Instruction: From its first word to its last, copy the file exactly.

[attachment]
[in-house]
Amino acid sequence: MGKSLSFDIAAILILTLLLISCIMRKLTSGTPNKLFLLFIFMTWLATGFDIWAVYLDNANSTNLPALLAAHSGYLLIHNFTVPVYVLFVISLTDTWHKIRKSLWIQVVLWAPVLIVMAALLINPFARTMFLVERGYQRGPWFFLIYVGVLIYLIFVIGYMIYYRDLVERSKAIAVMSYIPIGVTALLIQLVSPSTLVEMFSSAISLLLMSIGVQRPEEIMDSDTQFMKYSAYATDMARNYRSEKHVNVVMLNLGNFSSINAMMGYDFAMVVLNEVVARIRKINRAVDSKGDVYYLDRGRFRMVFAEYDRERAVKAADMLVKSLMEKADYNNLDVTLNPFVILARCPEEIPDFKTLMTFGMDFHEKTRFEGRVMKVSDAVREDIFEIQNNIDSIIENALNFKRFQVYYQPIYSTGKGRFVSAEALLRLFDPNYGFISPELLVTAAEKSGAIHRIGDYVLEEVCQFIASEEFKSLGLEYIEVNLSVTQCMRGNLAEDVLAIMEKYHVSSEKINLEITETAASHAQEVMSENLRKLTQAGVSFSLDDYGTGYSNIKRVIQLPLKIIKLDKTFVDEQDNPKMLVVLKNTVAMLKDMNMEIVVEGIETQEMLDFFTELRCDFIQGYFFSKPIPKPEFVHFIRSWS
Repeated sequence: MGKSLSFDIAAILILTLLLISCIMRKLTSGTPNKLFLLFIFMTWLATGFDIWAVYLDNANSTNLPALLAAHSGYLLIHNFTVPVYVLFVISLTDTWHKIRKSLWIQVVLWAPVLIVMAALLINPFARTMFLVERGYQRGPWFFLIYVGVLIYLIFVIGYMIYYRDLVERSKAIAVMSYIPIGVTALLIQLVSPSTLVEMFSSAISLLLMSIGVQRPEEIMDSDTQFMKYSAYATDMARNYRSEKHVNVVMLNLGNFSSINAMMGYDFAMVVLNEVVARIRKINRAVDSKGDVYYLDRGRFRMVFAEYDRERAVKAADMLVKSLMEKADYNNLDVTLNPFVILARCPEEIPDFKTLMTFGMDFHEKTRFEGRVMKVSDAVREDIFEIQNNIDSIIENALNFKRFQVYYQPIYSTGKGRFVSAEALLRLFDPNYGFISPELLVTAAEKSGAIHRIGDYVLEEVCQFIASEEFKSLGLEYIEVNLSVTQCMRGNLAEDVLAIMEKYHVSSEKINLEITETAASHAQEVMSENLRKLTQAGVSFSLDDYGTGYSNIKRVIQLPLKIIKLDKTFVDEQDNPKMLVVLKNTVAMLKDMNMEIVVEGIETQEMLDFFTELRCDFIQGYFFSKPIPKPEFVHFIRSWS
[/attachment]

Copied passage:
[in-house]
Amino acid sequence: MGKSLSFDIAAILILTLLLISCIMRKLTSGTPNKLFLLFIFMTWLATGFDIWAVYLDNANSTNLPALLAAHSGYLLIHNFTVPVYVLFVISLTDTWHKIRKSLWIQVVLWAPVLIVMAALLINPFARTMFLVERGYQRGPWFFLIYVGVLIYLIFVIGYMIYYRDLVERSKAIAVMSYIPIGVTALLIQLVSPSTLVEMFSSAISLLLMSIGVQRPEEIMDSDTQFMKYSAYATDMARNYRSEKHVNVVMLNLGNFSSINAMMGYDFAMVVLNEVVARIRKINRAVDSKGDVYYLDRGRFRMVFAEYDRERAVKAADMLVKSLMEKADYNNLDVTLNPFVILARCPEEIPDFKTLMTFGMDFHEKTRFEGRVMKVSDAVREDIFEIQNNIDSIIENALNFKRFQVYYQPIYSTGKGRFVSAEALLRLFDPNYGFISPELLVTAAEKSGAIHRIGDYVLEEVCQFIASEEFKSLGLEYIEVNLSVTQCMRGNLAEDVLAIMEKYHVSSEKINLEITETAASHAQEVMSENLRKLTQAGVSFSLDDYGTGYSNIKRVIQLPLKIIKLDKTFVDEQDNPKMLVVLKNTVAMLKDMNMEIVVEGIETQEMLDFFTELRCDFIQGYFFSKPIPKPEFVHFIRSWS
Repeated sequence: MGKSLSFDIAAILILTLLLISCIMRKLTSGTPNKLFLLFIFMTWLATGFDIWAVYLDNANSTNLPALLAAHSGYLLIHNFTVPVYVLFVISLTDTWHKIRKSLWIQVVLWAPVLIVMAALLINPFARTMFLVERGYQRGPWFFLIYVGVLIYLIFVIGYMIYYRDLVERSKAIAVMSYIPIGVTALLIQLVSPSTLVEMFSSAISLLLMSIGVQRPEEIMDSDTQFMKYSAYATDMARNYRSEKHVNVVMLNLGNFSSINAMMGYDFAMVVLNEVVARIRKINRAVDSKGDVYYLDRGRFRMVFAEYDRERAVKAADMLVKSLMEKADYNNLDVTLNPFVILARCPEEIPDFKTLMTFGMDFHEKTRFEGRVMKVSDAVREDIFEIQNNIDSIIENALNFKRFQVYYQPIYSTGKGRFVSAEALLRLFDPNYGFISPELLVTAAEKSGAIHRIGDYVLEEVCQFIASEEFKSLGLEYIEVNLSVTQCMRGNLAEDVLAIMEKYHVSSEKINLEITETAASHAQEVMSENLRKLTQAGVSFSLDDYGTGYSNIKRVIQLPLKIIKLDKTFVDEQDNPKMLVVLKNTVAMLKDMNMEIVVEGIETQEMLDFFTELRCDFIQGYFFSKPIPKPEFVHFIRSWS